Yesterday (Movie) written by Jack Barth and Richard Curtis; directed by Danny Boyle; starring Himesh Patel,
Lily James, Sanjeev Bhaskar, Meera Syal, Joel Fry, Ed Sheeran, Kate McKinnon, Sarah Lancashire, Justin Edwards, Robert Carlyle.
Jack Malick (Himesh Patel), a young Englishman, is striving – with a spectacular lack of success – to make
it as a pop singer. So he’s thinking of going back to his teaching career. But a bus runs into Jack when he's riding
his bike home one night. The cause of the accident: sun flares knocked out electricity worldwide. We eventually discover that the
sun flares also made certain aspects of our historical culture disappear as if they never were. When Jack sings a song by
the Beatles now, everybody thinks it’s his own original song. He tries to explain about the Beatles, but nobody has
ever heard of them. (Later in the movie, we find out that there’s also a complete lack of knowledge about things like
Coca-Cola, cigarettes and Harry Potter.)
Given that weird premise, this might have been a movie that I would have avoided. But it wears its sci-fi origins lightly.
The phenomenological situation is never actually explained. (At least not as far as I could tell.) It’s just something
that you have to accept. So Jack does. He finds that by resurrecting the Beatles' material as if it were his own, he can build
a wildly successful career.
It’s an outrageous story, unbelievable, corny and sentimental. One of those warm-hearted movies that’s supposed
to be a lot of fun and to send you home feeling great.
Which it does.
One reason is that you know from the outset that it’s a fantasy. Unlike the case of the typical showbiz bio, you
don’t have to take Jack’s meteoric rise seriously because it’s like a dream. That also offers lots of opportunity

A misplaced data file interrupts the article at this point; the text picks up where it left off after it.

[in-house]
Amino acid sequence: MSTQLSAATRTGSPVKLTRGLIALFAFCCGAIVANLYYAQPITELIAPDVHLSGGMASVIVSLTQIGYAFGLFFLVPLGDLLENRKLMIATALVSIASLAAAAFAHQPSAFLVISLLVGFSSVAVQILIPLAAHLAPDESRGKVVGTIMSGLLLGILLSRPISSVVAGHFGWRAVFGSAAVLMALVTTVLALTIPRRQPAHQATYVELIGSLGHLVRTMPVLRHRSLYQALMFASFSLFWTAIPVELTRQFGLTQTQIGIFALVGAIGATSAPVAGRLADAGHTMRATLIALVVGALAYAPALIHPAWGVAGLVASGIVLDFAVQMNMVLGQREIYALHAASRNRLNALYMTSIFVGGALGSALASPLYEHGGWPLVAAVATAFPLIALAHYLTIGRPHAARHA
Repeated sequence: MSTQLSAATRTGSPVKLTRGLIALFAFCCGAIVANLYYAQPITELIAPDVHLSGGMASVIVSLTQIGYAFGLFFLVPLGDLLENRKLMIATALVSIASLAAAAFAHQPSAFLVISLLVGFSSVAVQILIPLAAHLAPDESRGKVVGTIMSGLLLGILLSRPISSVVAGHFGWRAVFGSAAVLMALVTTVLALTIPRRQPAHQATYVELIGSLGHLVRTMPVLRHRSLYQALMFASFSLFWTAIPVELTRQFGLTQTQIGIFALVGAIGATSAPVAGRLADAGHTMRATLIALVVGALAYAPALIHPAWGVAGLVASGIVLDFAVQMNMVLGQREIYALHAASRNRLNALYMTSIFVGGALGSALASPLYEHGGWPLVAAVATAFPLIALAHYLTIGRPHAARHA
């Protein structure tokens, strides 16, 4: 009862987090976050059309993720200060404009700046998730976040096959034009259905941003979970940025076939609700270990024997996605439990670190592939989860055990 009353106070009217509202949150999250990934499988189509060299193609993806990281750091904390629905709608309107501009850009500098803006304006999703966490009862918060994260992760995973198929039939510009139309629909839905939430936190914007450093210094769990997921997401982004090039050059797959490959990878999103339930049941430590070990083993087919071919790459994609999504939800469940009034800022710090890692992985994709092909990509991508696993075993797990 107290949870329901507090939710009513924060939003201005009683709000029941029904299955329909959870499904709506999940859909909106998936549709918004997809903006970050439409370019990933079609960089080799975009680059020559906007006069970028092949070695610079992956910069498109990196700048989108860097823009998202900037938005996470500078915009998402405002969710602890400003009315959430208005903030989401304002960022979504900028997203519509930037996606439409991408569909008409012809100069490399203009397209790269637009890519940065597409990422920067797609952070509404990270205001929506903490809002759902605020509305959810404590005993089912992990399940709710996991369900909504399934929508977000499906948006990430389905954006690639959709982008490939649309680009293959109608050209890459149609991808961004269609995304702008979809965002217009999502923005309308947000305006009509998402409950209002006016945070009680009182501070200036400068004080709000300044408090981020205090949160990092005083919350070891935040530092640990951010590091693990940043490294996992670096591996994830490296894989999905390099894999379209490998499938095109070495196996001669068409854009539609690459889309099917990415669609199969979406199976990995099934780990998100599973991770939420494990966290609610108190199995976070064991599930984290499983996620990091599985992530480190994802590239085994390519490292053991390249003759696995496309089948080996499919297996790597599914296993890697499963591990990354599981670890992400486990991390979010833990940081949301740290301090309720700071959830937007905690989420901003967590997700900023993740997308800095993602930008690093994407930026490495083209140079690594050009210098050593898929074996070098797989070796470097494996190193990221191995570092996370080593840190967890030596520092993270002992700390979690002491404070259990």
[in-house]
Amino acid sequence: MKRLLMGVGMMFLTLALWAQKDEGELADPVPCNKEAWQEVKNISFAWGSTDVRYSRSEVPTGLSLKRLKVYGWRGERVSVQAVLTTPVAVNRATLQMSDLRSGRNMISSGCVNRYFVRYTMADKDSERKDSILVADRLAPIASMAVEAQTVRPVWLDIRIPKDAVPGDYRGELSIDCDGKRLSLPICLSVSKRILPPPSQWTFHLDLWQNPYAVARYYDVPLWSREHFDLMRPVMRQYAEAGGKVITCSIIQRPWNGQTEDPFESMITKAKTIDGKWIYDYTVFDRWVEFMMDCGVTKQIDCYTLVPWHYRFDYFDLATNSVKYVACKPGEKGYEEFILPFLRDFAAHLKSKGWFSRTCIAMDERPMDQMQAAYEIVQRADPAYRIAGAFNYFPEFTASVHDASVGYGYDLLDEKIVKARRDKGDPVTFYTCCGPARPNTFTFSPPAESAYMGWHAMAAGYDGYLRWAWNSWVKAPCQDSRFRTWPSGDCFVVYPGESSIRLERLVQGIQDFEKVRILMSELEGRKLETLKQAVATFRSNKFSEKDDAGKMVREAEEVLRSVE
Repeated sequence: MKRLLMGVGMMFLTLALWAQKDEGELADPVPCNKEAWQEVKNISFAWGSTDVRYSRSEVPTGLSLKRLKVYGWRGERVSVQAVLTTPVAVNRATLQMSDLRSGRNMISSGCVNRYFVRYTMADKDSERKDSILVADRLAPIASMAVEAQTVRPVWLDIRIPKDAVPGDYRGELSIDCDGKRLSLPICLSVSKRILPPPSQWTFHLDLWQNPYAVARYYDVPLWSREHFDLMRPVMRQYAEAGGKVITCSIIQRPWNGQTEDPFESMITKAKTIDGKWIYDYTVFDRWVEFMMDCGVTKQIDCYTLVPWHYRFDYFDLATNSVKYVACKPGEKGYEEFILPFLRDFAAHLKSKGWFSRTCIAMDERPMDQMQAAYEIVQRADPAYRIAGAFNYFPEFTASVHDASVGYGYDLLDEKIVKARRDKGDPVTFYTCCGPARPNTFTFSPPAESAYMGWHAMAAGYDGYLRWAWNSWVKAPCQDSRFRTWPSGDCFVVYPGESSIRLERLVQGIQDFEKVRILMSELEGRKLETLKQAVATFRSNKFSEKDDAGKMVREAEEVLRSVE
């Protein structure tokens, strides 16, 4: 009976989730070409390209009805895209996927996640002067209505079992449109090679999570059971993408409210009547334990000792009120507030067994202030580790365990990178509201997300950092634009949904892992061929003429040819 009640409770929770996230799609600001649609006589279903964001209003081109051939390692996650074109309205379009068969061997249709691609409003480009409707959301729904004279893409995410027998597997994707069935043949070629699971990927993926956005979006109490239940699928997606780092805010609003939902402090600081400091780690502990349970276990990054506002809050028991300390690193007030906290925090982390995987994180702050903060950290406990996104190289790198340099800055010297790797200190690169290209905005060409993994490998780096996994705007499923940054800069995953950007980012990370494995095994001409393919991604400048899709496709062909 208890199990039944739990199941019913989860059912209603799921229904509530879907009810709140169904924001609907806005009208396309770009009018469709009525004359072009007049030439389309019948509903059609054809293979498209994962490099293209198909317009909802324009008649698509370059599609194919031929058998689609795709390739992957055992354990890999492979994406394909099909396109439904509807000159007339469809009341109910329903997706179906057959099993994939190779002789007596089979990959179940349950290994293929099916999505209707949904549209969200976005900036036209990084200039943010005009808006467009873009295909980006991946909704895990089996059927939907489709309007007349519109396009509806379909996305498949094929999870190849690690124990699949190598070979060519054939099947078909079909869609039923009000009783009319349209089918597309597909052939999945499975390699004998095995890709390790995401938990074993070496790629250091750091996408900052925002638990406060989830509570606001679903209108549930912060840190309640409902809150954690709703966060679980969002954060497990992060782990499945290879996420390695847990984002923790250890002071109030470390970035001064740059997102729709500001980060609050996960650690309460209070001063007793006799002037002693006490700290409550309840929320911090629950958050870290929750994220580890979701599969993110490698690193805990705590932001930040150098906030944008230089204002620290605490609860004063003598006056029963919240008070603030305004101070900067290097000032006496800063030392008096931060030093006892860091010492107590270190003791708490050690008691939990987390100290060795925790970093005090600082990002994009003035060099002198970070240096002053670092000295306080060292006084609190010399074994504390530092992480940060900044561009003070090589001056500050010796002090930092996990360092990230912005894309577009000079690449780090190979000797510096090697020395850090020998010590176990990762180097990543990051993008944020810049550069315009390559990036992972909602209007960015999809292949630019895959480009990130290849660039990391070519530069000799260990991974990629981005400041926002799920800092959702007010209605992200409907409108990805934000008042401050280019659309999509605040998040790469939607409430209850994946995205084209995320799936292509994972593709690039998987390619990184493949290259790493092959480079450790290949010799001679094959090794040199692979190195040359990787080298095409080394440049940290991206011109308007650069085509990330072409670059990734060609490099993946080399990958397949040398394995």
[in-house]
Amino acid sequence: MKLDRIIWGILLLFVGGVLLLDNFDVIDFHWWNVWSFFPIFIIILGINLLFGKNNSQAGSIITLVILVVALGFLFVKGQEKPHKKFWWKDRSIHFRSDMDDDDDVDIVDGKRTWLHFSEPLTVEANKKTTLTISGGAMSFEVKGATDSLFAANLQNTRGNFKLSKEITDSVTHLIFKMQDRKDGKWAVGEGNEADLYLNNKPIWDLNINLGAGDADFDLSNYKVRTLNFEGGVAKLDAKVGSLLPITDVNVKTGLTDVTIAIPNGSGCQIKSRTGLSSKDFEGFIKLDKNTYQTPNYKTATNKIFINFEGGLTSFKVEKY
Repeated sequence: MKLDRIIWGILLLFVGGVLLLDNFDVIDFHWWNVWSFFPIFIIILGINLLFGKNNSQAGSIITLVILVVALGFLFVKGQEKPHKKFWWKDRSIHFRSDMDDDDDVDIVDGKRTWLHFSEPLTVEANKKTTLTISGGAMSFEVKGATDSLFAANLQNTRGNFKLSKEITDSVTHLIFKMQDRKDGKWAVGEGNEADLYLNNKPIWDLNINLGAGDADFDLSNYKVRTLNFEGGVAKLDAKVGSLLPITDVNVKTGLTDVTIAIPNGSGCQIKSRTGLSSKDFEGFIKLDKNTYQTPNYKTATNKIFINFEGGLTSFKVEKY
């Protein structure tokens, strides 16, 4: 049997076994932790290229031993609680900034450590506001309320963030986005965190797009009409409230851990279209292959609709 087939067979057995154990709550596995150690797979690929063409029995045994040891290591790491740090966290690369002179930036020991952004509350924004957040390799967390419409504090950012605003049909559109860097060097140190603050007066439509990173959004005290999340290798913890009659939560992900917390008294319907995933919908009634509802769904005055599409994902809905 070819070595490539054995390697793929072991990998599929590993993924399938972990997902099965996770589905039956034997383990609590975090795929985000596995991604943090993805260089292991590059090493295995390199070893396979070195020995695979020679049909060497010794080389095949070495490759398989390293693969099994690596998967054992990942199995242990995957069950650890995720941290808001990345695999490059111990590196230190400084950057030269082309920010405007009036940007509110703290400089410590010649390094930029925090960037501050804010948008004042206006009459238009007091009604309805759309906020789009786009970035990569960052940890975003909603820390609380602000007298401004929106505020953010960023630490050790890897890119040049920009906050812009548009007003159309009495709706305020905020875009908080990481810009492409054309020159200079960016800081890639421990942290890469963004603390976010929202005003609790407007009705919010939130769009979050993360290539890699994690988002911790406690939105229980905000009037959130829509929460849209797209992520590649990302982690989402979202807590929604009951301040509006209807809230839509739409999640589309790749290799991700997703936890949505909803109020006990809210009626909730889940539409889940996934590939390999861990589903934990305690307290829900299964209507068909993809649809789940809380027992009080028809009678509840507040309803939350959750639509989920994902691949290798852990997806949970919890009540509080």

for satirizing the biz. As in a marketing meeting where hot-shot recording smarties are rejecting Jack’s proposed
titles such as "Abbey Road" and "Sergeant Pepper’s Lonely Hearts Club Band" for his new album.
This movie has some of the elements of the British classics from Ealing Studios. That feeling comes through most strongly
in the scenes of Jack with his parents (Meera Syal and Sanjeev Bhaskar). Their house is one of those cozy British abodes:
crammed with knick-knacks and flowery wall paper. Some of the best comedy in the movie comes in the scene where his folks
implore him to perform one of his new songs. Jack sits down at the piano and launches into "Let It Be." The performance keeps
being interrupted by the doorbell, by phone calls, by a visit from a neighbour, but all the while, the elders profess polite
interest in the song that they keep referring to as "Leave It Be" or "Let Him Be."
Less in the traditional vein, the more prominent feature of the movie is the visual flair: almost a psychedelic array of
colour and pizazz. In this respect, it’s a real movie-movie, and a very contemporary one. One memorable scene has Jack